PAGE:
When I added images to the collections in Tellico, portability of the data file was important to me, so I made the decision to change the file format to zip and to include the images in the file itself. Tellico doesn’t generate thumbnails ro reduce the images at all. They’re saved as is.
Recently, I’ve gotten some emails from users who have hundreds of images in their collections, and as a result, Tellico is really slowing down. Chalk it up to my lack of forethought, I suppose.So for those people who have huge databases, I apologize. You’ll just have to limit the number of images in your collection, or just use smaller ones.
There are a couple quick solutions. One is to use a URL field with a link to the image, preferably on the local disk, and change the XSL templates to show that image. Then, the image would no longer be part of the data file, and Tellico could zip right along. Or, I could change the image loader to load-on-demand, so that while the data file remains large, Tellico would only read the image from the file when it is needed, instead of the current way of loading everything on file-open. (Chalk that one up to my implementing something that just works and not being a real computer hacker.)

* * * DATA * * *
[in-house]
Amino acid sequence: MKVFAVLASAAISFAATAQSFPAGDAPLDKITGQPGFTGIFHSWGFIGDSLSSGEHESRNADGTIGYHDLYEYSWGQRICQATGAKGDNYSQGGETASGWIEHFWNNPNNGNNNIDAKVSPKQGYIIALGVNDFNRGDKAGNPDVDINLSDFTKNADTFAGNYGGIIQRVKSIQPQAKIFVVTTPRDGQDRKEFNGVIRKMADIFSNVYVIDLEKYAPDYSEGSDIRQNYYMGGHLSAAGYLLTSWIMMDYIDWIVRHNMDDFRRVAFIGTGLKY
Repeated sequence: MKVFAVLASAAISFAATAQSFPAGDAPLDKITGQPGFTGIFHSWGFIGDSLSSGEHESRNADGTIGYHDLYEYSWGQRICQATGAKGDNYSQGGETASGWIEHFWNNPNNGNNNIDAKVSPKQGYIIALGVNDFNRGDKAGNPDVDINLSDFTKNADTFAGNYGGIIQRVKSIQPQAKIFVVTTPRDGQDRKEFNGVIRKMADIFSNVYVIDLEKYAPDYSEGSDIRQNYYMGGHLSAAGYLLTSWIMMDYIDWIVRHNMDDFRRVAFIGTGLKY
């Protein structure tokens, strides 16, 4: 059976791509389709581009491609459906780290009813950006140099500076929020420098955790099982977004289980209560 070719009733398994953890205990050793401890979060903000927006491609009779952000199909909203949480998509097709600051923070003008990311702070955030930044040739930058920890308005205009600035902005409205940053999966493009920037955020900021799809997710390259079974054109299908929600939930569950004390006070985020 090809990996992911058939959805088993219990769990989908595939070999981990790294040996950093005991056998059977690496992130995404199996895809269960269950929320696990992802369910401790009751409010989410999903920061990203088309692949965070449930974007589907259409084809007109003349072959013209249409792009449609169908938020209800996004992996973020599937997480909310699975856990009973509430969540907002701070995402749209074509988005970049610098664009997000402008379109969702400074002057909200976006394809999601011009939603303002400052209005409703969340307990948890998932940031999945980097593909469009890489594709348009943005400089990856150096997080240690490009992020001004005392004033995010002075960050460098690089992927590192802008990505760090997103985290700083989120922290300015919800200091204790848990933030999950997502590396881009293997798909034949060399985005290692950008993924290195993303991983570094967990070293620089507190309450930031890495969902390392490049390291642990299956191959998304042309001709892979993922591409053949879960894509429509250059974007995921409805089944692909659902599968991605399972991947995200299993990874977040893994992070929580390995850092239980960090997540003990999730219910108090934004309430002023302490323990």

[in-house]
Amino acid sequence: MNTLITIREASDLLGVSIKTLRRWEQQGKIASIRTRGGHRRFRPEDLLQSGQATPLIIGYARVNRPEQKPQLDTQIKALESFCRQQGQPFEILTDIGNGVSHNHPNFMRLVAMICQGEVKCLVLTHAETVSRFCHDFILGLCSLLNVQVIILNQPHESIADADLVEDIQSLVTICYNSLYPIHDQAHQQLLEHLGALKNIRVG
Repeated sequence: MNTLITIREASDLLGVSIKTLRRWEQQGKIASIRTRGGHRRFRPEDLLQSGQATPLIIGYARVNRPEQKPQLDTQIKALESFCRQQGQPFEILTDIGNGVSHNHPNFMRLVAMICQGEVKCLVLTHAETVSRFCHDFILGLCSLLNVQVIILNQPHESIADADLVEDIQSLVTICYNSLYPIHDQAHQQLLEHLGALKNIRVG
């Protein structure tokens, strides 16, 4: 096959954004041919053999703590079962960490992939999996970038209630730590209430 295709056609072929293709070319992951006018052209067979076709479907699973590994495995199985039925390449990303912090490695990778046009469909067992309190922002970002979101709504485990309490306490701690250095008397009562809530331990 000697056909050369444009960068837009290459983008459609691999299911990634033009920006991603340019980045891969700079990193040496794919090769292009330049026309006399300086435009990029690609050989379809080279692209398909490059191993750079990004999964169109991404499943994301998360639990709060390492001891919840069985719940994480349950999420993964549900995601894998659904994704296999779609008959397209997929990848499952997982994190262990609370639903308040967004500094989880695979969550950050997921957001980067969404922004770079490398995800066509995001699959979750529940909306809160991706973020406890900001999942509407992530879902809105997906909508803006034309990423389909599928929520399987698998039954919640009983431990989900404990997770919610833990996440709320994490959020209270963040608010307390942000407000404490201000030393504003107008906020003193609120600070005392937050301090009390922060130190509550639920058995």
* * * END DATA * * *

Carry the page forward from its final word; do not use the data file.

In the long term, I suppose I might end up going to a SQLite data file. That would allow me to use the power of a real relational database, and would make queries a bit simpler. The XML export would still be there, of course, and I could even turn that into a DCOP call, I suppose. mCatalog uses SQLite, as do many database programs.
I plan to finish up my polishing and put out a pre-release of Tellico 0.13 this weekend, with z39.50 import. After the release is out for a bit, and I satisfy myself, that will become Tellico 1.0. Then, I can possibly look at reworking the internal data model.